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Concern over Lebanon maid deaths

Foreign maids in Lebanon (file)
Foreign domestic workers are not covered by Lebanon's labour laws

A human rights group wants the Lebanese government to investigate the deaths of eight foreign maids last month, six of whom fell or jumped from high places.

Human Rights Watch (HRW) said four of the deaths were classified as suicides by the police, three as possible work accidents and one as a heart attack.

Officials had to explain why there was such a high death rate among Lebanon's 200,000 domestic workers, it said.

Last year, HRW reported that at least one foreign maid was dying every week.

In January, the labour ministry introduced a standard employment contract that clarified certain terms and conditions of employment for domestic workers, such as the maximum number of daily working hours, as well as a new regulation for employment agencies that aimed to improve oversight of their operations.

However, domestic workers are still not covered by Lebanon's labour laws, and there are no mechanisms to enforce the new regulations.

'Living in a cage'

The eight women who died during October included four Ethiopians, two Nepalis and two Malagasies, HRW said.

The government needs to explain why so many women who came to Lebanon to work end up leaving the country in coffins
Nadim Houry
Senior researcher for HRW

"The death toll last month is clear evidence that the government isn't doing enough to fix the difficult working conditions these women face," said Nadim Houry, a senior researcher at the organisation.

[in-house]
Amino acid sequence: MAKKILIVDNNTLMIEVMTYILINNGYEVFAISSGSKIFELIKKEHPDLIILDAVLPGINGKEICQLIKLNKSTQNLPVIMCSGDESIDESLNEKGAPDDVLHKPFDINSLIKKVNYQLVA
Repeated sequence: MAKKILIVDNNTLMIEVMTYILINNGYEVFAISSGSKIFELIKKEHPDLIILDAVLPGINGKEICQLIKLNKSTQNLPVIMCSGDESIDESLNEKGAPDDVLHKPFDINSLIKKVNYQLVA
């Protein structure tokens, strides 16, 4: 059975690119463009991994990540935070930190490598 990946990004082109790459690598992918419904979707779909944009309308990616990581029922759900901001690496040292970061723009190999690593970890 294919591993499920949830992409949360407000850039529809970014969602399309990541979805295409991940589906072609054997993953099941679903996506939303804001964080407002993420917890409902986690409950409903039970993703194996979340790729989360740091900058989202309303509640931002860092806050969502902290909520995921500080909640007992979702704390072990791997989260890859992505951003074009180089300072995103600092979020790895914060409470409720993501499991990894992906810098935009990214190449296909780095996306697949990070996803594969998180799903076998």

"The government needs to explain why so many women who came to Lebanon to work end up leaving the country in coffins."

A diplomat from one of the countries from which one of the dead women came told HRW that foreign maids in Lebanon were "under pressure, with no means to go away".

"Their passports are seized and they are often locked away in their employer's house," the diplomat said.

"It is like they are living in a cage. Human beings need to mingle with others; otherwise they lose their will to live."

HRW urged the government to begin tracking deaths and injuries, to ensure the police properly investigate them, and to develop a concrete strategy to reduce these deaths by combating forced confinement, providing a hotline for workers, appointing labour inspectors and improving working conditions.

The organisation also urged the embassies of the migrant workers' countries to increase support services, including counselling.



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